Last month my preschoolers made simple snowflake wands to coordinate with winter and “Frozen” activities. The crafted wands generated lots of enthusiasm, and children were excited to use them in play. Because of their exuberant response, I decided to offer similar projects in the future. This ladybug wand craft is the next one we will do. I’m sure my little learners will enjoy making it, and I think yours will too!
With wings cut from a heart, this cute craft fits in perfectly with Valentine’s Day but could be offered in spring or any other time of the year.
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Supplies To Collect
For this buggy craft, gather the following:
- red and black cardstock
- black adhesive gems
- red and white thin ribbon
- wiggly eyes
- glue stick
- glue gun
Making The Ladybug Wand Craft
First, cut large circular ladybug bodies from black cardstock, and similar-sized hearts from red. Then cut the red hearts in half to become wings.
Snip a few kinds of ribbon into strands about the length of a straw. Hot glue the ribbon strands to the top of the straws.
Then invite children to add black adhesive gem spots to a pair of red wings, and adhere them to their circle with a glue stick.
Afterward, they can add a pair of wiggly eyes.
Finally, glue the ladybugs to the top of the straws and invite crafters to play with their wands.
Ladybugs are well-loved by children. Even when they don’t especially like other insects, little learners are usually excited to hold a dainty ladybug and study it closely. Here are facts to share with little ones when they spot ladybugs while playing.
- Ladybugs are a kind of beetle and can be found in a variety of habitats.
- There are more than 5000 kinds of ladybugs.
- Although shiny, red and black spotted dome shaped ladybugs are most familiar in North America, these adored creatures come in a variety of bright colors.
- Ladybugs have from five to twenty spots, which can fade over time.
- Their colors and spots help warn predators that they are not pleasant to eat.
- With their six feet and two antennae, ladybugs smell and look for food. They use their front legs to clean their heads and antennae.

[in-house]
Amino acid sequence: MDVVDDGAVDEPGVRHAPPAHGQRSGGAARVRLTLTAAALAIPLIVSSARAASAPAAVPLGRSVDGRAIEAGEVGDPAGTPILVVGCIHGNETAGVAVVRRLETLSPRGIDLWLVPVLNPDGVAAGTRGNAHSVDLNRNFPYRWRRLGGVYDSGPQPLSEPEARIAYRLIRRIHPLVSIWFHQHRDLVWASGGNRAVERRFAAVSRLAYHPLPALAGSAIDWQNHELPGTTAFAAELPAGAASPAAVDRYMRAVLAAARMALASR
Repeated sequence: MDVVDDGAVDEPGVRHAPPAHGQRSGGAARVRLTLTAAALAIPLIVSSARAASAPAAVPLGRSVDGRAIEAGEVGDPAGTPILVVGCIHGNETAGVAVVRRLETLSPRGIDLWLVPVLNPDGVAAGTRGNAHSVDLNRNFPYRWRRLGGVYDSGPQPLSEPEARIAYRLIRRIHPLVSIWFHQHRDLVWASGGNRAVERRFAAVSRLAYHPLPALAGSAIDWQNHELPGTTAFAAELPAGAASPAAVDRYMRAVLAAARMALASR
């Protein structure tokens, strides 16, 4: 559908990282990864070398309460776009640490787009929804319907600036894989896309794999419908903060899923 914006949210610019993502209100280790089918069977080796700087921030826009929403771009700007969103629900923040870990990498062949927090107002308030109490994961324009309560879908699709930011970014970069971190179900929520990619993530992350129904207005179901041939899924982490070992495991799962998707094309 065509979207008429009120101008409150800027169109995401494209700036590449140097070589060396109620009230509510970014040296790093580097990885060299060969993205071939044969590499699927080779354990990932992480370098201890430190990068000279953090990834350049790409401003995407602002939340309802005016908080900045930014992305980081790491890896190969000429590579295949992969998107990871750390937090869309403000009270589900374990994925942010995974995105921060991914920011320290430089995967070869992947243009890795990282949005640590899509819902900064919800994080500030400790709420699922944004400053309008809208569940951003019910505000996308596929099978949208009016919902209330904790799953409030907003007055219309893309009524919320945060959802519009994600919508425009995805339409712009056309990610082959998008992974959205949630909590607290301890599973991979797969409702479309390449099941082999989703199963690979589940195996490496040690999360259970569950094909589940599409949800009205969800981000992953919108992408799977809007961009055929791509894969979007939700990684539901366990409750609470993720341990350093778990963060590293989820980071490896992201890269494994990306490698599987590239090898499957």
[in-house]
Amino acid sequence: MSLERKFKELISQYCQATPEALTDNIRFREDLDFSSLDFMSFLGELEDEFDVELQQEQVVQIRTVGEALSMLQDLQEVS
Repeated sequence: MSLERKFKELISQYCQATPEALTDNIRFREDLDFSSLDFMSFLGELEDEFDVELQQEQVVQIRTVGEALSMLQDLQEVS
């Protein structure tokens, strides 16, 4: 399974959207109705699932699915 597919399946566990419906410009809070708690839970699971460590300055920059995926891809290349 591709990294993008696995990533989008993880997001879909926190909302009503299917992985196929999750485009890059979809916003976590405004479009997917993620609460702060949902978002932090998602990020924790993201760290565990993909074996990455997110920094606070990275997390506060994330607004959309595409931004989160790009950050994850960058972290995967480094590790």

- Their two eyes can distinguish between dark and light, but ladybugs don’t see well.
- A pair of colorful hard, top wings protect two transparent, veined inner flying wings.
- Ladybugs help the environment by eating pesky bugs such as aphids and mites, and spreading pollen.
- Birds are huge predators. Other animals that like to eat ladybugs are frogs, lizards, wasps, spiders, and dragonflies.
- In addition to flashing their spots and bright colors, ladybugs secrete oily, stinky, bad tasting, yellow drops of fluid from joints in their legs to discourage predators. They can also play dead.
- Ladybugs are either male or female.
- Over a period of about seven weeks, ladybugs develop in four stages: eggs, larvae, pupae, and adults.
- Tiny yellow eggs are laid in batches on the underside of leaves near aphid colonies.
- Colonies of ladybugs hibernate over the winter in warm spots such as in rotting logs or ground cover, or under rocks and snowdrifts. Thousands of these little bugs may gather together.
- Ladybugs commonly live for about one year, but some live two to three years.
It’ll soon be spring, and all kinds of bugs will be crawling around. You’ll want to include this captivating ladybug wand craft in your insect theme activities. You could also offer it for Valentine’s Day along with the love bug headband craft featured below.
Related: Spider Theme Activities
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© Annette Kaminsky February 13, 2022
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